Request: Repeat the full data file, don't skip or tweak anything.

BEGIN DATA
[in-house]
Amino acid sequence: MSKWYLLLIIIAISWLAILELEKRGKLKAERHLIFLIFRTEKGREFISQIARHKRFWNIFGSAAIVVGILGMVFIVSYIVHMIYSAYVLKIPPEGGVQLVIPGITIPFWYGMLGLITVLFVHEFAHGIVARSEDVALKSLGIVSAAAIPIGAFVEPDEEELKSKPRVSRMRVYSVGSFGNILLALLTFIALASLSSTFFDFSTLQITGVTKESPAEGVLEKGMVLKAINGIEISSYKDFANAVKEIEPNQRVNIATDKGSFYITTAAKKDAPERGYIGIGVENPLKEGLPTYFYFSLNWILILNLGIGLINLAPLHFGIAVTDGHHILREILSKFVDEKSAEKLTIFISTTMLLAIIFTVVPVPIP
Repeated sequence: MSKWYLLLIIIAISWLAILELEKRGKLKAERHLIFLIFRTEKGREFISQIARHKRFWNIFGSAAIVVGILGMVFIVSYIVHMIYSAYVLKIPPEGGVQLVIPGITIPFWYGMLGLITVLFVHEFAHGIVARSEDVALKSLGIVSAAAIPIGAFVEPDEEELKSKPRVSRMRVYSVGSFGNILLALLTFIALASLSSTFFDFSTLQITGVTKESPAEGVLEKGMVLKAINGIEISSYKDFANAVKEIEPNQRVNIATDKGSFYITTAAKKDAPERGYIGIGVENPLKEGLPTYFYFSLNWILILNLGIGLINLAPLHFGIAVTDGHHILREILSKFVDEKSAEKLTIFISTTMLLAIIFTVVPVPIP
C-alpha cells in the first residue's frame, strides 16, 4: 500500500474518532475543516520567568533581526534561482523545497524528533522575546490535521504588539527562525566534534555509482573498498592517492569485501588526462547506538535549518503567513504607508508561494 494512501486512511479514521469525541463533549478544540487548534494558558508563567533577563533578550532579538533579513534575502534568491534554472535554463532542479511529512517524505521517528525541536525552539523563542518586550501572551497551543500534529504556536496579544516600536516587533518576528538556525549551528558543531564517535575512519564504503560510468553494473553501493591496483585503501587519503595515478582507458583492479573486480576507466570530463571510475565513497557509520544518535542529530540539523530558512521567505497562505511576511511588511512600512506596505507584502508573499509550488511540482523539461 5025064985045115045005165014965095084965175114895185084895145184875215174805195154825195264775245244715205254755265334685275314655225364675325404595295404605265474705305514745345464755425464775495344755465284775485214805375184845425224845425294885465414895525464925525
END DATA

[in-house]
Amino acid sequence: MSKWYLLLIIIAISWLAILELEKRGKLKAERHLIFLIFRTEKGREFISQIARHKRFWNIFGSAAIVVGILGMVFIVSYIVHMIYSAYVLKIPPEGGVQLVIPGITIPFWYGMLGLITVLFVHEFAHGIVARSEDVALKSLGIVSAAAIPIGAFVEPDEEELKSKPRVSRMRVYSVGSFGNILLALLTFIALASLSSTFFDFSTLQITGVTKESPAEGVLEKGMVLKAINGIEISSYKDFANAVKEIEPNQRVNIATDKGSFYITTAAKKDAPERGYIGIGVENPLKEGLPTYFYFSLNWILILNLGIGLINLAPLHFGIAVTDGHHILREILSKFVDEKSAEKLTIFISTTMLLAIIFTVVPVPIP
Repeated sequence: MSKWYLLLIIIAISWLAILELEKRGKLKAERHLIFLIFRTEKGREFISQIARHKRFWNIFGSAAIVVGILGMVFIVSYIVHMIYSAYVLKIPPEGGVQLVIPGITIPFWYGMLGLITVLFVHEFAHGIVARSEDVALKSLGIVSAAAIPIGAFVEPDEEELKSKPRVSRMRVYSVGSFGNILLALLTFIALASLSSTFFDFSTLQITGVTKESPAEGVLEKGMVLKAINGIEISSYKDFANAVKEIEPNQRVNIATDKGSFYITTAAKKDAPERGYIGIGVENPLKEGLPTYFYFSLNWILILNLGIGLINLAPLHFGIAVTDGHHILREILSKFVDEKSAEKLTIFISTTMLLAIIFTVVPVPIP
C-alpha cells in the first residue's frame, strides 16, 4: 500500500474518532475543516520567568533581526534561482523545497524528533522575546490535521504588539527562525566534534555509482573498498592517492569485501588526462547506538535549518503567513504607508508561494 494512501486512511479514521469525541463533549478544540487548534494558558508563567533577563533578550532579538533579513534575502534568491534554472535554463532542479511529512517524505521517528525541536525552539523563542518586550501572551497551543500534529504556536496579544516600536516587533518576528538556525549551528558543531564517535575512519564504503560510468553494473553501493591496483585503501587519503595515478582507458583492479573486480576507466570530463571510475565513497557509520544518535542529530540539523530558512521567505497562505511576511511588511512600512506596505507584502508573499509550488511540482523539461 5025064985045115045005165014965095084965175114895185084895145184875215174805195154825195264775245244715205254755265334685275314655225364675325404595295404605265474705305514745345464755425464775495344755465284775485214805375184845425224845425294885465414895525464925525